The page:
Of all the places to declare the end of a war, the Oxford Union is one of the more underwhelming. Far from emphasising American power as the famous ‘Mission Accomplished’ set piece sought to do, Jeh Johnson, a top lawyer at the Defence Department, has nevertherless got up quite a stir. In remarks made earlier this afternoon, Mr Johnson suggested that:
on the present course, there will come a tipping point –a tipping point at which so many of the leaders and operatives of al Qaeda and its affiliates have been killed or captured, and the group is no longer able to attempt or launch a strategic attack against the United States, such that al Qaeda as we know it, the organization that our Congress authorized the military to pursue in 2001, has been effectively destroyed.
Whether we have reached that point, Mr Johnson was not prepared to say. In this, there is little to be surprised about. The Obama Administration would love to declare an end to the War on Terror, but to do so prematurely would be more catastrophic than the converse would be politically astute. Yet journalists are not invited to the Oxford Union for nothing, and nor do Mr Johnson’s speeches, of which by all accounts he makes a great many, make international news. Could this be the endgame for the US in the fight against al-Qaeda?
That is now a real possibility, but reading between the lines of Mr Johnson’s speech requires delving deeper than comments fed to journalists in advance. Significantly, the end of the War on Terror does not mean perpetual peace but rather, ” a counterterrorism effort against individuals who are the scattered remnants of al Qaeda, or are parts of groups unaffiliated with al Qaeda, for which the law enforcement and intelligence resources of our government are principally responsible, in cooperation with the international community” (emphasis in the orignal).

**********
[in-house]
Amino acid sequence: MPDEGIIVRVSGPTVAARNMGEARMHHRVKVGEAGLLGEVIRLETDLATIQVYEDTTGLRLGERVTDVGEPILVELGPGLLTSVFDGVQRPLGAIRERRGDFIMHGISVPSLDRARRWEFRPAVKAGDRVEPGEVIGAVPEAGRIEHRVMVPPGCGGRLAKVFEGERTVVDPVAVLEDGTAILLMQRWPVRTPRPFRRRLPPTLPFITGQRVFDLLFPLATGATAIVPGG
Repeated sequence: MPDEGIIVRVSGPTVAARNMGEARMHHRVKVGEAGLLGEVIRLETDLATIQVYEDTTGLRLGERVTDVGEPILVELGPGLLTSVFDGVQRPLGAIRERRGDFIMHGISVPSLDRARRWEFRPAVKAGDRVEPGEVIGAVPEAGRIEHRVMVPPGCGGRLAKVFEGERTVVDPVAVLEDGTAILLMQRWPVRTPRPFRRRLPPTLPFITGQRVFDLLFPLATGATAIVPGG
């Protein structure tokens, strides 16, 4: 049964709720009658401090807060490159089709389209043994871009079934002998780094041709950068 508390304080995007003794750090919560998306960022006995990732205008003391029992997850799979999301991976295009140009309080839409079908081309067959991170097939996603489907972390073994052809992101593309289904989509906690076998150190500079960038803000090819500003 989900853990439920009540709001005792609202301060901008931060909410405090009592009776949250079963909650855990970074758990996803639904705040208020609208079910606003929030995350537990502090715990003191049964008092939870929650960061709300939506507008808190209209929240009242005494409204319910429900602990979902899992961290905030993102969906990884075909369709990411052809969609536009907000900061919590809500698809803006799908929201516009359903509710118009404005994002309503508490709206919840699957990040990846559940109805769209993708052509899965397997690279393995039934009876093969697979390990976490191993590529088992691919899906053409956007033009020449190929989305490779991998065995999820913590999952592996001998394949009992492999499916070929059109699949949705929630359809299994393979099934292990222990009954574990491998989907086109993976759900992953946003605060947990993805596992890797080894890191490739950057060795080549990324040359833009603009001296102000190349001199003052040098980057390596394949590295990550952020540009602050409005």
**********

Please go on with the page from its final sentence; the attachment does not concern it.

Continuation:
Once the Defence Department is removed from the War on Terror, in other words, the CIA takes on the mantle. This is hardly the revolution Mr Johnson suggests it might be. The CIA has increasingly developed from an intelligence-gathering agency into an active instrument of assasination through its management of the drone programme.
The demilitarisation of the War on Terror suggested by Mr Johnson has no reason to include the abandonment of targeted assasination, a policy which is still subject to sketchy legal grounds. As evidence of this, Mr Johnson, when pushed on whether the legal grounds for strikes against Pakistani Taliban were (a) a resolution of the international community, (b) the consent of the Pakistani government, or (c) the inability of the Pakistani government to deal with threats to the United States’ security, could only offer an evasive ‘it’s complicated.’
If Mr Johnson does become the new Attorney General, a choice some have seen as likely, President Obama will have made a strong statement that de-escalation is the firmly preferred approach. Only the President, however, will have the authority to determine policy down the chain of command. The next few weeks may even see a bout of very public and very emotive lobbying, especially as Mr Obama tries to steer attention away from his nomination for the vacant State Department. As we know from accounts of the exhaustive strategy meetings leading up to the Afghanistan surge, Mr Obama likes to keep close counsel.